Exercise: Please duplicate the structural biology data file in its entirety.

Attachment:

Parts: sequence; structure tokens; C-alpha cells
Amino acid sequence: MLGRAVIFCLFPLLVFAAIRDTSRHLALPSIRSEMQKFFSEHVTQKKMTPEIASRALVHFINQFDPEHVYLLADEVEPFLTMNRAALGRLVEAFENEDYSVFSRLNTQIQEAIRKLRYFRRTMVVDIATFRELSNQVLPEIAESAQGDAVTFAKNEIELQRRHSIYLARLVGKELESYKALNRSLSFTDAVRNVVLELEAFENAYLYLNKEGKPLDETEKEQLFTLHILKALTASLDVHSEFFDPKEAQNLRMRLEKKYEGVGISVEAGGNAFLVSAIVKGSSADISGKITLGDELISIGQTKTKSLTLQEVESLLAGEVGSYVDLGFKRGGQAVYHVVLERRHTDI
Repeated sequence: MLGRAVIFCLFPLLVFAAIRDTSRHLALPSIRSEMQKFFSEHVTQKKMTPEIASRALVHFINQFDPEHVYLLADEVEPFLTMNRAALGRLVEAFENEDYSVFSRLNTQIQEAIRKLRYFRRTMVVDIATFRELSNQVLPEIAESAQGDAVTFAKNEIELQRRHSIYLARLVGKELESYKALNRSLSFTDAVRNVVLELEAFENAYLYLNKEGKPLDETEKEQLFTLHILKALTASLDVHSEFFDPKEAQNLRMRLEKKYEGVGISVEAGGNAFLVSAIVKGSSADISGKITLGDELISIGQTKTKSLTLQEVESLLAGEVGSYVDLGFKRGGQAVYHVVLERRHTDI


Parts: sequence; structure tokens; C-alpha cells
Amino acid sequence: MLGRAVIFCLFPLLVFAAIRDTSRHLALPSIRSEMQKFFSEHVTQKKMTPEIASRALVHFINQFDPEHVYLLADEVEPFLTMNRAALGRLVEAFENEDYSVFSRLNTQIQEAIRKLRYFRRTMVVDIATFRELSNQVLPEIAESAQGDAVTFAKNEIELQRRHSIYLARLVGKELESYKALNRSLSFTDAVRNVVLELEAFENAYLYLNKEGKPLDETEKEQLFTLHILKALTASLDVHSEFFDPKEAQNLRMRLEKKYEGVGISVEAGGNAFLVSAIVKGSSADISGKITLGDELISIGQTKTKSLTLQEVESLLAGEVGSYVDLGFKRGGQAVYHVVLERRHTDI
Repeated sequence: MLGRAVIFCLFPLLVFAAIRDTSRHLALPSIRSEMQKFFSEHVTQKKMTPEIASRALVHFINQFDPEHVYLLADEVEPFLTMNRAALGRLVEAFENEDYSVFSRLNTQIQEAIRKLRYFRRTMVVDIATFRELSNQVLPEIAESAQGDAVTFAKNEIELQRRHSIYLARLVGKELESYKALNRSLSFTDAVRNVVLELEAFENAYLYLNKEGKPLDETEKEQLFTLHILKALTASLDVHSEFFDPKEAQNLRMRLEKKYEGVGISVEAGGNAFLVSAIVKGSSADISGKITLGDELISIGQTKTKSLTLQEVESLLAGEVGSYVDLGFKRGGQAVYHVVLERRHTDI